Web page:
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The Vape Legislation in the state Freeman Vape Juice is based (California)

The Vape Legislation in the state Freeman Vape Juice is based (California)

In this blog post, you will find all about the legislation in the state of California and how it impacts the future of our company since Freeman Vape Juice is California based. We are doing our best to fight against this ban and keep making the vape juices you all love!

We think that information is power, so learning as much as you can regarding the PMTA and the vape ban is key in fighting back. Be sure to share it with your friends and to tweet it. 

 

The legislation to ban the retail sales of all flavored tobacco and vaping products passed the California Senate Health Committee on May 13, 2020. Senate Bill 793, which was introduced by Senator Jerry Hill, was also against all “flavor enhancers,” which include any flavoring agents sold to modify unflavored nicotine.

And the Senate Health Committee voted 8-1 in support of the bill, putting it up for further review by the Senate Appropriations Committee, after which it will have to pass through one additional committee before the full Senate votes on it.

Senator Hill noted that the bill is aimed at halting the widespread youth consumptions of flavored vapor and tobacco products, including e-cigarettes, e-pipes, e-hookahs, and other vaping devices, as well as cigars, pipe tobacco, cigarillos, snuff, chewing tobacco, and tobacco edibles. He stressed that the use of tobacco is the leading cause of preventable death and disease.

“We need to be mindful of the long-term effect of a new generation hooked on nicotine. There is no need for the most deadly product to come in candy flavor,” Senator Hill said.

He had introduced a similar flavor ban bill in 2019, but it was beaten back. However, many vaping advocates expected that California would be the first state to place a ban on vape products. But due to the lung injury outbreak, CDC called “EVALI,” several eastern states have passed flavor bans out of fear and uncertainty about vaping.

States like New Jersey, Rhode Island, Massachusetts, and New York have gone ahead of California. Even Florida has a ban in place awaiting the Governor’s signature or veto.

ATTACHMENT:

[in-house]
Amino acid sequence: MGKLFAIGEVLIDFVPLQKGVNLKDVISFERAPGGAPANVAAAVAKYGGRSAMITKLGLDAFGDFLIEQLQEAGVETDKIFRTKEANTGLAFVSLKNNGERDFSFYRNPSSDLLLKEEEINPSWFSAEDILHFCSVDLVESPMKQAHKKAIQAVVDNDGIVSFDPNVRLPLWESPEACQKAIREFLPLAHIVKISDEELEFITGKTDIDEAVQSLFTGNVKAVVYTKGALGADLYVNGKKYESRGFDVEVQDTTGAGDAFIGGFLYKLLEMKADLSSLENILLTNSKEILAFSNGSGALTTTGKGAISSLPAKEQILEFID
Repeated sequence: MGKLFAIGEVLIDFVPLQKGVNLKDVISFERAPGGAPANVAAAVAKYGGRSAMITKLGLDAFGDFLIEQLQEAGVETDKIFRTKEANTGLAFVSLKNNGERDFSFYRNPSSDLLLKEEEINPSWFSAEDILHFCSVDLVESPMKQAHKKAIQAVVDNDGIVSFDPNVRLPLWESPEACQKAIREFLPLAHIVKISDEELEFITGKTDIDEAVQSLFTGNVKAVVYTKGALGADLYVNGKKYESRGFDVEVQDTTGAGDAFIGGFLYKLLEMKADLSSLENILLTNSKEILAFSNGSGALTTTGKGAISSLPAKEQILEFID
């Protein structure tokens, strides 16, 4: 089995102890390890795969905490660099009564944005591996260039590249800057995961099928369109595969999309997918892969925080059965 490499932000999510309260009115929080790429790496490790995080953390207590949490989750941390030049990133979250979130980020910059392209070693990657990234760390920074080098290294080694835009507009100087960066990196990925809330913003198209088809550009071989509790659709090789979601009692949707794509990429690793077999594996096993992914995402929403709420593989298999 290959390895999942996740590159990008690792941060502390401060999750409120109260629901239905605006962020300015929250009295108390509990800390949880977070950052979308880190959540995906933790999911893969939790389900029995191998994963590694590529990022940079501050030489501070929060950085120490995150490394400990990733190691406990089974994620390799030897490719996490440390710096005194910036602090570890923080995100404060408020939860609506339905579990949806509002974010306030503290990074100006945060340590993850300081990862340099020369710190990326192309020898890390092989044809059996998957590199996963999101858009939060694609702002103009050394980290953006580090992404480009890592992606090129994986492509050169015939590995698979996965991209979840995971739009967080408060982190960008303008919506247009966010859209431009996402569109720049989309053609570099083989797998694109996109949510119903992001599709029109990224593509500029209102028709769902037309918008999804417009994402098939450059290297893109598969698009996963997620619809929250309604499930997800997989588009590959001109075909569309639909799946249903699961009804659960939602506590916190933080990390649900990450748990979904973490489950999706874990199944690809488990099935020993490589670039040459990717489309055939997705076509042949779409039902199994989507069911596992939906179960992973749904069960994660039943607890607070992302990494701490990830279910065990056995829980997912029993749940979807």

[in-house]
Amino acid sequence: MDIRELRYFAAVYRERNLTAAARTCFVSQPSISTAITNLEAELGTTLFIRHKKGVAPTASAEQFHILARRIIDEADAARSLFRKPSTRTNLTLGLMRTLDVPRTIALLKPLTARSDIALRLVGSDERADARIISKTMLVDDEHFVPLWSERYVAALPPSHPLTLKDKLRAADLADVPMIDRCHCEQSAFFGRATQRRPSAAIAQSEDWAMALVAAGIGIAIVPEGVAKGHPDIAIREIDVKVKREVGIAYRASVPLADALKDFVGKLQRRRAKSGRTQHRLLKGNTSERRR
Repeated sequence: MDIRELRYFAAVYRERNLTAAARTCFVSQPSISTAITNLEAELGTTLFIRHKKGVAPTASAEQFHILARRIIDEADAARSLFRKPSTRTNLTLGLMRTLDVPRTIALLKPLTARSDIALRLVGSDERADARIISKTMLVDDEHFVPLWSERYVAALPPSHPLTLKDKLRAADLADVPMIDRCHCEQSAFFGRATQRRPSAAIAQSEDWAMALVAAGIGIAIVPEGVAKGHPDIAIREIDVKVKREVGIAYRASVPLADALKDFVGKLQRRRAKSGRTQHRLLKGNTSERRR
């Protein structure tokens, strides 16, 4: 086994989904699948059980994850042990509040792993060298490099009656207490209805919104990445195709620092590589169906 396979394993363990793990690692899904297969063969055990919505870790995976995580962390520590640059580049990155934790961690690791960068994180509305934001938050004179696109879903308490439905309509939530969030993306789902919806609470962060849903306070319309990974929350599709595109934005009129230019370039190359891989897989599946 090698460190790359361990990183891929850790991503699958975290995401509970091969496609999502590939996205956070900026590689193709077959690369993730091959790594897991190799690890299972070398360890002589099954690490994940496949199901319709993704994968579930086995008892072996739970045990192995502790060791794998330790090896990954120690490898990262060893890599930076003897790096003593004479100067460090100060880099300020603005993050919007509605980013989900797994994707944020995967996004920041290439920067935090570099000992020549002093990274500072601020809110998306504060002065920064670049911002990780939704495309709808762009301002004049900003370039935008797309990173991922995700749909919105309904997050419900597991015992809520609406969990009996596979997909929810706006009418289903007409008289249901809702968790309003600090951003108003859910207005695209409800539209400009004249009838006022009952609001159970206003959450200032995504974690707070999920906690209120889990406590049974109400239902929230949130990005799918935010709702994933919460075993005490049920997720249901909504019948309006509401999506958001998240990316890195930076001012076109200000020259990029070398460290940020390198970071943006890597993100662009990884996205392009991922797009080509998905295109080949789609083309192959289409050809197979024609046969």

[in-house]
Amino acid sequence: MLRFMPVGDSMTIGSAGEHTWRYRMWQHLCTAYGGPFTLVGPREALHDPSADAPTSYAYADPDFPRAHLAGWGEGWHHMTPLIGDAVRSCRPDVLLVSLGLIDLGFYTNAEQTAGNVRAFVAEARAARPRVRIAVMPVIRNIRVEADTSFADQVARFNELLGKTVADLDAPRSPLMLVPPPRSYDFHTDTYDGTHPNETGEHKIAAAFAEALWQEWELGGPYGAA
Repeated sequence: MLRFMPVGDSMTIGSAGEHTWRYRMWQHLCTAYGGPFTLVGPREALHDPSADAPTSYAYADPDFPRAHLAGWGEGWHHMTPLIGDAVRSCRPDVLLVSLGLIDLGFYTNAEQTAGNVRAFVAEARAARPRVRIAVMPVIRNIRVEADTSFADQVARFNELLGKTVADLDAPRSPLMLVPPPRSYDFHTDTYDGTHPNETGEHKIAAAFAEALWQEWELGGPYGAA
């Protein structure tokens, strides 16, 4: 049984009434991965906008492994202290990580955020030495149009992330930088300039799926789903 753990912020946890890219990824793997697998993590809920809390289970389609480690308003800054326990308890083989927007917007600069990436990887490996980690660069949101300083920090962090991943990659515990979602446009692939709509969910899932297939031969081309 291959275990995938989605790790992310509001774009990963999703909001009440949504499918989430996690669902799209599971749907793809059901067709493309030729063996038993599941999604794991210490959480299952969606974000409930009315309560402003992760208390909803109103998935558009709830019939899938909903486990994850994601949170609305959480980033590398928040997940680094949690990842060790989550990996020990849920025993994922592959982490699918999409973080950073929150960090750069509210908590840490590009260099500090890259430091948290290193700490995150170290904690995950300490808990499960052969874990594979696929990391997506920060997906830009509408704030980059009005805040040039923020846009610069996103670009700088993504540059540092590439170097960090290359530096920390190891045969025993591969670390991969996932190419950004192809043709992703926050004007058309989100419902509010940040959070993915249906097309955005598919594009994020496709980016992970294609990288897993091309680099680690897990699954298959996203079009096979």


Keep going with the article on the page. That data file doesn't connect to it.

However, many counties and cities around the state have banned the use of vape products. Notably, among them, San Francisco has banned the sale of all vaping products, whether flavored or non-flavored.  

The Oakland City Council has also voted 8-0 to get rid of the elimination that allowed adult-only vape shops and other retailers to sell flavored products.

How is the state of California taxing the vape industry?

California currently taxes all vapor products at 59.27 percent of the wholesale value. (yeah that much) But on May 14, 2019, Governor Gavin Newsom submitted his revised budget, which includes a vapor tax increase. This proposal imposes an additional tax at the rate of $2 for each 40milligrams of nicotine in the product.

If this tax passes the legislature, the effect will begin on January 1, 2021, and it is forecasted to raise $32 million in FY 2021. According to the budget summary, the money would force enforcement, administration, health care workforce programs, and youth prevention.

The implication is that for every 60ml bottle of 6mg/ml e-liquid, there would be an additional $9 to the price. So for a 30ml bottle of 25mg/ml vape juice, the price would be up by $18.75. And four-pack of JUUL pods would cost an additional $8.25. More so, there would be $2,500 extra for every 1-liter bottle of 100mg/DIY nicotine.

The statistics above show that smokers considering to switch to vape products will have to think hard about the chance of saving money if they continue with vaping.